Before a provider sees/treats a patient, the office staff must check the patient’s insurance eligibility. Checking eligibility is the process of contacting the insurance to inquire about the patient’s coverage. You will want to know if the insurance policy is effective and what benefits the patient has for what types of services.
There are several ways to check eligibility from a phone call to electronic verification. Some practice management systems have an EDI eligibility checker, these are usually very easy to operate and often work based on the daily schedule. Check your practice management systems manual to see if your system has this capability and how to use it. If that is not an option, your clearinghouse may have the capability on its web site.
Eligibility via your clearinghouse may be an additional charge so be sure to ask first. Understand that the practice management system eligibility is run through your clearinghouse, so there is no reason to try both the practice management system and the clearinghouse. Choose the one that is available and most functional. The one drawback to the practice management system and clearinghouse eligibility check is the limited insurances that are available for the direct connection for eligibility. This is really not too much of a problem though, because the fewer insurances that you have to call the better.
The next method for checking eligibility is via the insurance’s web site. This often requires advance registration but is very useful. The drawback here is that you have to keep moving between web sites and not all insurance web sites have this capability yet (especially smaller insurances like local union carriers). Lastly, is the good old fashioned phone call, this is the least efficient way to perform eligibility checks but a method that cannot be totally avoided.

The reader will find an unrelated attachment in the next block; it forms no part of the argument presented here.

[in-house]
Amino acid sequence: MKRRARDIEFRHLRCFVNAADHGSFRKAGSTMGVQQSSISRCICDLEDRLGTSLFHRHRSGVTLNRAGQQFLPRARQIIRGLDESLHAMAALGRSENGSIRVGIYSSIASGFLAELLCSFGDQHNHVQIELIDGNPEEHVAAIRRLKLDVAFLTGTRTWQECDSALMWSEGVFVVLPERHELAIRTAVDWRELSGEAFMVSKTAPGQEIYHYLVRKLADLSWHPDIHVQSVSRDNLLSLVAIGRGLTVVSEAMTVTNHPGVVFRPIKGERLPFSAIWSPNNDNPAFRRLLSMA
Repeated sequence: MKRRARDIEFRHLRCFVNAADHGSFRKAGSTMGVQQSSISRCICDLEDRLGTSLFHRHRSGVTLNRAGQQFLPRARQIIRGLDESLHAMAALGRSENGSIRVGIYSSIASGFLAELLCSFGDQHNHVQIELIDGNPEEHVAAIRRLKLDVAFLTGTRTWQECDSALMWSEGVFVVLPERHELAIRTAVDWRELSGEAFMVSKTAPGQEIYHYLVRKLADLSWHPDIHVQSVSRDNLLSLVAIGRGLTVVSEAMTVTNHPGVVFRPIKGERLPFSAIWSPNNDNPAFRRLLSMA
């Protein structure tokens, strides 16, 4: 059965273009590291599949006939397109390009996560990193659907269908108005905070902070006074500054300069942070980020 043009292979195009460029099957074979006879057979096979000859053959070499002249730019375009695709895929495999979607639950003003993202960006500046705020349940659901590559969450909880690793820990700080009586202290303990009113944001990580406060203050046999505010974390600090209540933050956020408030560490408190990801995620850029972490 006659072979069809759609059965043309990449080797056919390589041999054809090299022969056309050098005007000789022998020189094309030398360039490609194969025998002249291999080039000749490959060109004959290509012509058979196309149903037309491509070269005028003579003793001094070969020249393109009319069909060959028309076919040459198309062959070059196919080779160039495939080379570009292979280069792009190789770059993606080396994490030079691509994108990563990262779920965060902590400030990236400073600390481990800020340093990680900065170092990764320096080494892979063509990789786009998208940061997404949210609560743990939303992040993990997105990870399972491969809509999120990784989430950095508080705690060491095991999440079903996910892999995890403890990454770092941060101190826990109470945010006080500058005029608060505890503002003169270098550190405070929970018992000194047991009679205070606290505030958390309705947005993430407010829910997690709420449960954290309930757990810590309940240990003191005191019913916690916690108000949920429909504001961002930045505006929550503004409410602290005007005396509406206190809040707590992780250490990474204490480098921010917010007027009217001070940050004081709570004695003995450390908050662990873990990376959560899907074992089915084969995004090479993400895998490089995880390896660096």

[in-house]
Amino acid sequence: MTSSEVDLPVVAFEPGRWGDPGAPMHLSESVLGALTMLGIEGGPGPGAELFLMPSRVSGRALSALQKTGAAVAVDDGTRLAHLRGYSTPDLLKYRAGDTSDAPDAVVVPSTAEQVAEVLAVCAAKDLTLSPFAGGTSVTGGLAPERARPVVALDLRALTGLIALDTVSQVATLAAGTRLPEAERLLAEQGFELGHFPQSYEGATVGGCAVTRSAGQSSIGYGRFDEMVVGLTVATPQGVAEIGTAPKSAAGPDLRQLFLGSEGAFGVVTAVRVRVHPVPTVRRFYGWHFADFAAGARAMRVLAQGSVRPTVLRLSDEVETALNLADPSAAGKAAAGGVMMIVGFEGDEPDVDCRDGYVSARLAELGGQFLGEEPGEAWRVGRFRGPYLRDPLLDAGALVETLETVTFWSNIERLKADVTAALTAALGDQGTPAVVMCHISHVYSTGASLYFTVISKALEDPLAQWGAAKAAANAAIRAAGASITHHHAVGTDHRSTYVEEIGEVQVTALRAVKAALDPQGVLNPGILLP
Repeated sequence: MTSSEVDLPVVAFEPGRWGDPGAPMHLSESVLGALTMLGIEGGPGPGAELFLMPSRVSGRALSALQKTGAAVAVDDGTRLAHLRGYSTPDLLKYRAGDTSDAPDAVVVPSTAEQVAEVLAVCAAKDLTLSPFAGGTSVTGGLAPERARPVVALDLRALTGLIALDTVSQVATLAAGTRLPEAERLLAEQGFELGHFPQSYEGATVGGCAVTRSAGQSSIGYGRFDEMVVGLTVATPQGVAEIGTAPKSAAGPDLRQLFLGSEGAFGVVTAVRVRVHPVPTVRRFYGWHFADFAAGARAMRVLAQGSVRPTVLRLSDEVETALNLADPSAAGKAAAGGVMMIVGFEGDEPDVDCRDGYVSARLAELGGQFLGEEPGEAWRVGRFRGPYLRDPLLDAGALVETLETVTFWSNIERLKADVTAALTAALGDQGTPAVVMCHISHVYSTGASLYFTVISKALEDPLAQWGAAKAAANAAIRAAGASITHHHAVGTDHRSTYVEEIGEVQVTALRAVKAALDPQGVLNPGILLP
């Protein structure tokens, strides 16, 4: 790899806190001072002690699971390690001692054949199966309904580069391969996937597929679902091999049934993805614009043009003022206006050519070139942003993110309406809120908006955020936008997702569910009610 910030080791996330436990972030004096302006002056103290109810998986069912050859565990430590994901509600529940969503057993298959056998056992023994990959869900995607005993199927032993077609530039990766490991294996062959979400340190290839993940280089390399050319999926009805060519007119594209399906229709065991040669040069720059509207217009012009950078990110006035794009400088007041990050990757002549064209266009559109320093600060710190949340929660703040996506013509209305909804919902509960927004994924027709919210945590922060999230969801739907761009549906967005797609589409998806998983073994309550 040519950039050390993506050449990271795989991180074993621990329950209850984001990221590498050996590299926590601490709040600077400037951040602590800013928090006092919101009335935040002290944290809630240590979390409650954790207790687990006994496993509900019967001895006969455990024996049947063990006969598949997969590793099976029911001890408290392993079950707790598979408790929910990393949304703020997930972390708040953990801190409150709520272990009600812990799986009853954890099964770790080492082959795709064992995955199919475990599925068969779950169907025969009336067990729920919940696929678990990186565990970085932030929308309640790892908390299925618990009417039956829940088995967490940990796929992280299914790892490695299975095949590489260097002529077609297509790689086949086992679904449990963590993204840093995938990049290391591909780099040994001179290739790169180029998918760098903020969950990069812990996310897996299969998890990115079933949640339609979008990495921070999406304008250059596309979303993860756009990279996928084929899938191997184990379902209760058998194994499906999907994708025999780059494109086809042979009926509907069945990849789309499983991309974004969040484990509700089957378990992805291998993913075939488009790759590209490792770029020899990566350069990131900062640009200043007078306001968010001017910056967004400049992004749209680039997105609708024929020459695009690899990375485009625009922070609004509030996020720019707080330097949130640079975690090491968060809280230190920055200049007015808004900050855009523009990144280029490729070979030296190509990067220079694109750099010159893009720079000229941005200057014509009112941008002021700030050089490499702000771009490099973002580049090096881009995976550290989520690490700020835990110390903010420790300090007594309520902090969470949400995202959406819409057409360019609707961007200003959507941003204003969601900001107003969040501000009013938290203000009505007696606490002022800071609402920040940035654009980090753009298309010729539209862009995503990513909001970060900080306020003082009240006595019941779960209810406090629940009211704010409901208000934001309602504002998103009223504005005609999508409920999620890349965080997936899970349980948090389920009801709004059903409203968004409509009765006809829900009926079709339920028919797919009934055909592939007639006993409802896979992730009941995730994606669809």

I recommend a combination of the above. If the practice management system or clearinghouse has the ability use it for as many patients as it is able to do. Chances are several patients will not be reviewed, so for those try the insurance web site or a phone call.
Regardless of how you find the information, checking eligibility is an important step. Many patients do not understand their insurance and therefore they may give you the wrong information. That wrong information will result in claim denial. Also, there are patients who will provide expired insurance knowingly to avoid having to pay for the visit. The information you need to check patient eligibility will vary depending on the provider specialty, what procedures may be preformed, and the insurance company’s requirements.
Here’s what you will need to check eligibility.
- Your practices name and the doctor name
- Provider’s tax id number and /or NPI numbers
- Date of service
- The procedures that are going to be preformed on the patient (If you are not sure, check the chart to see if the last visit made any indication and if there is no previous entry ask the office manager what the usual protocol is for a new patient.)
- Patient name
- Patient date of birth
- Patient’s insurance identification number
- Patient’s insurance group number
Once you have the necessary information contact the insurance. If you need to call them, the telephone number is generally listed on the back of the patient's insurance card. Here are some examples of what you need to ask the insurance about the patient's coverage prior to the patient's appointment:
- What is the insurance policy’s effective date?
- Who is the patient’s primary care physician?
- To what address should claims be mailed?
- What is the patient’s co-payment amount? Is there co-insurance?
- Is there a deductible due? Has the deductible been met (paid)?
- Does the patient’s policy require referrals for specialists?
- Does the policy require precertification?
- What number do we call for precertification?
- Is the patient required to go to a specific laboratory for blood work?
- Is the patient required to go to a specific facility for radiological tests?
- What is the insurance representative’s name?
- Be sure to date and initial your notes from this conversation.